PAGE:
Adaptation decision-making can be informed by various tools, methods and approaches. These include participatory as well as expert-based approaches. The use of a (computerised) decision support system (DSS) is a means for a policy analyst or planner to compare different possible interventions, although the actual model and many of its parameters/data sets may not necessarily be accessible. Adaptation takes place at different levels (for example local vs. wider-scales) and decision-making may also be situated in different spheres (for example private vs. public adaptation) and typically involves a range of actors.
An important principle is that there is no one method/approach/tool that suits all circumstances of adaptation decision-making. Adaptation methods, in other words, have conditions of applicability. This is often overlooked in practice. For most adaptation problems different knowledges may be valid as well as multiple worldviews and the preferences of stakeholders affected by the decision. The specification of the problem and the available 'inputs' to the decision process should inform the choice of method.
A second important principle is that there is much uncertainty in adaptation decision-making. This challenges the identification of good options and the creation of shared understanding about possible outcomes. For example, scientists seek to account for uncertainty in its different forms; local stakeholders/practitioners may well be aware of uncertainty, they are nevertheless urged by decisions that need to be taken. See this introductory page on the problem of uncertainty in the context of adaptation decision-making. Broad solutions proposed are "no regrets"/staging options that leave open other options, when more information and capacity is available (and uncertainty is reduced). Second, there is a realisation that climate 'knowledge brokers' can play an important bridging role (see below).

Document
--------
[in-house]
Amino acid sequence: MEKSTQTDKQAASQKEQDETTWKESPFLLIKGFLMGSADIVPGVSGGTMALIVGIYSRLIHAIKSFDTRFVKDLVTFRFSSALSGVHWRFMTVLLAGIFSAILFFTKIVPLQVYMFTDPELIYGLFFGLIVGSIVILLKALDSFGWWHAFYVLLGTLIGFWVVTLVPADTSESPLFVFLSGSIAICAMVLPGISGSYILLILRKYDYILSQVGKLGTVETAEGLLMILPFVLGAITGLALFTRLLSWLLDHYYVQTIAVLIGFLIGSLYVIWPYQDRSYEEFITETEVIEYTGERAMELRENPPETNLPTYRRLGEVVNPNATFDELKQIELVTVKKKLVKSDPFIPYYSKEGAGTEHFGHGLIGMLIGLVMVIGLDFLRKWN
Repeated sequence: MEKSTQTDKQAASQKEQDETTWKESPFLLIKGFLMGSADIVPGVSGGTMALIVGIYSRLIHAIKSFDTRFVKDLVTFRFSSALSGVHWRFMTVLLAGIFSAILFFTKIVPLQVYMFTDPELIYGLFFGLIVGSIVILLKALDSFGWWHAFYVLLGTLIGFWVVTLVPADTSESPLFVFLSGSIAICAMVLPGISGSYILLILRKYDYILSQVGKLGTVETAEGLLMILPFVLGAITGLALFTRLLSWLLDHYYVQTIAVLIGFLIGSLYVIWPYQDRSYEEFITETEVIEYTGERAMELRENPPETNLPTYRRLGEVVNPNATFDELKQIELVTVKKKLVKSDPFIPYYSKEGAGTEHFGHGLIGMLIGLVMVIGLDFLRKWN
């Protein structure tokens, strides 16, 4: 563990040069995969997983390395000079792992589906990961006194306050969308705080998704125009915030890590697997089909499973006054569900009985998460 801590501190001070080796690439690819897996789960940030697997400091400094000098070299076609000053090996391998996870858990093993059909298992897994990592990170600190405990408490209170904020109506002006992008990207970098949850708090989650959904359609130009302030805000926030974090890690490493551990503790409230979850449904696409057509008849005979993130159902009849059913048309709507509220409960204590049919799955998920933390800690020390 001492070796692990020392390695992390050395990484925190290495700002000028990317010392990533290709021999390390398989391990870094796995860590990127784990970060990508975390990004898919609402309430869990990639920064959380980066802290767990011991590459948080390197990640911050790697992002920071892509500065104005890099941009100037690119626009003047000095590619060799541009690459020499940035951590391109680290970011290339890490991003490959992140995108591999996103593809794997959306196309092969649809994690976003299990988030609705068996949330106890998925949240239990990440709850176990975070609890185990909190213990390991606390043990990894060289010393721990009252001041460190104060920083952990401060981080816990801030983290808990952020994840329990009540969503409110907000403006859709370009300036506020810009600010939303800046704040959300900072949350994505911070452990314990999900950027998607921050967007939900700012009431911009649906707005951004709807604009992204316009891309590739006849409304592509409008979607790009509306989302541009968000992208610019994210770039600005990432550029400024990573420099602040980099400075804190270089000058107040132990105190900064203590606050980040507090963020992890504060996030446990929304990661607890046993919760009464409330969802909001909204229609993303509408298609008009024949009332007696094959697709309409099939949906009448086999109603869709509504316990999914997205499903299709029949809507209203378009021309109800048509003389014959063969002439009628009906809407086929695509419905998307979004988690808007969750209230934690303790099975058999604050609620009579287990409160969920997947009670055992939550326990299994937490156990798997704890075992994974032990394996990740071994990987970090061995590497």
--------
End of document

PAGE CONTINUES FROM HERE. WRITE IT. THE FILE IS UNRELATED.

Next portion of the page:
Adaptation Decision Making is one of the largest themes on weADAPT and the pages contain a wealth of information on various sub-themes and cross-cutting issues. Closely related weADAPT themes are Using Climate Information and Transforming Governance.
Climate information should be principally viewed from a decision-making perspective. Linking the priorities of the users of this information into the research design and ensuring compatibility of the 'products' of climate science with their decision-making processes is therefore of key importance. There needs to be sufficient guidance at all levels and all stages of decision-making. On the one hand, this can increasingly be observed in availability of online information and new ICTs provided by climate 'knowledge brokers' and through various collaborations. On the other hand, decision-making is as much driven by political priorities as scientific ones. Climate scientists need to engage with decision-makers and find innovative ways to become stakeholders in the decision-makers processes.
Transformative climate adaptation aims for institutions and people working together to achieve improved livelihoods and environmental sustainability. The theme explores how social and institutional learning can best be supported, and it contains a depth of content on inclusive approaches for decision-making, potential stakeholder engagement tools, and understanding planning/policy processes. In doing so, and drawing lessons from many case examples, it addresses questions such as: What types of decision-making processes are required to foster democratic processes of transformation, and what is the role of science in such processes?